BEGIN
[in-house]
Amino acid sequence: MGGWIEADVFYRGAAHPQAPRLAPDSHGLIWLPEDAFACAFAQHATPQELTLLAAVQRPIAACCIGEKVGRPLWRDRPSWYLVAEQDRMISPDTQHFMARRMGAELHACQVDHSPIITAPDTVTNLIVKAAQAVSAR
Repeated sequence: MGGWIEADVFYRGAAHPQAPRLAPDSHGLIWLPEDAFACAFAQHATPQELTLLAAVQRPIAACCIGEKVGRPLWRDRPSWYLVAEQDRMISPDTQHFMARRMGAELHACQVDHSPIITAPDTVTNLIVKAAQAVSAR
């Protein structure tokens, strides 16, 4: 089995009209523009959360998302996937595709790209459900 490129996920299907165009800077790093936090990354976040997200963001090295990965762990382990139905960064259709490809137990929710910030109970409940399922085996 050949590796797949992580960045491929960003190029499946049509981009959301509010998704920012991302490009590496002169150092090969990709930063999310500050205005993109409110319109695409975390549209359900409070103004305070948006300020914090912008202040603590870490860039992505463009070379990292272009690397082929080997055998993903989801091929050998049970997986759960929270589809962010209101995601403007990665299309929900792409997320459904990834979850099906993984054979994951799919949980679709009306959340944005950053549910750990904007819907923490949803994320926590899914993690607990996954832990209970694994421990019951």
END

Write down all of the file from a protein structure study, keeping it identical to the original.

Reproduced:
[in-house]
Amino acid sequence: MGGWIEADVFYRGAAHPQAPRLAPDSHGLIWLPEDAFACAFAQHATPQELTLLAAVQRPIAACCIGEKVGRPLWRDRPSWYLVAEQDRMISPDTQHFMARRMGAELHACQVDHSPIITAPDTVTNLIVKAAQAVSAR
Repeated sequence: MGGWIEADVFYRGAAHPQAPRLAPDSHGLIWLPEDAFACAFAQHATPQELTLLAAVQRPIAACCIGEKVGRPLWRDRPSWYLVAEQDRMISPDTQHFMARRMGAELHACQVDHSPIITAPDTVTNLIVKAAQAVSAR
């Protein structure tokens, strides 16, 4: 089995009209523009959360998302996937595709790209459900 490129996920299907165009800077790093936090990354976040997200963001090295990965762990382990139905960064259709490809137990929710910030109970409940399922085996 050949590796797949992580960045491929960003190029499946049509981009959301509010998704920012991302490009590496002169150092090969990709930063999310500050205005993109409110319109695409975390549209359900409070103004305070948006300020914090912008202040603590870490860039992505463009070379990292272009690397082929080997055998993903989801091929050998049970997986759960929270589809962010209101995601403007990665299309929900792409997320459904990834979850099906993984054979994951799919949980679709009306959340944005950053549910750990904007819907923490949803994320926590899914993690607990996954832990209970694994421990019951």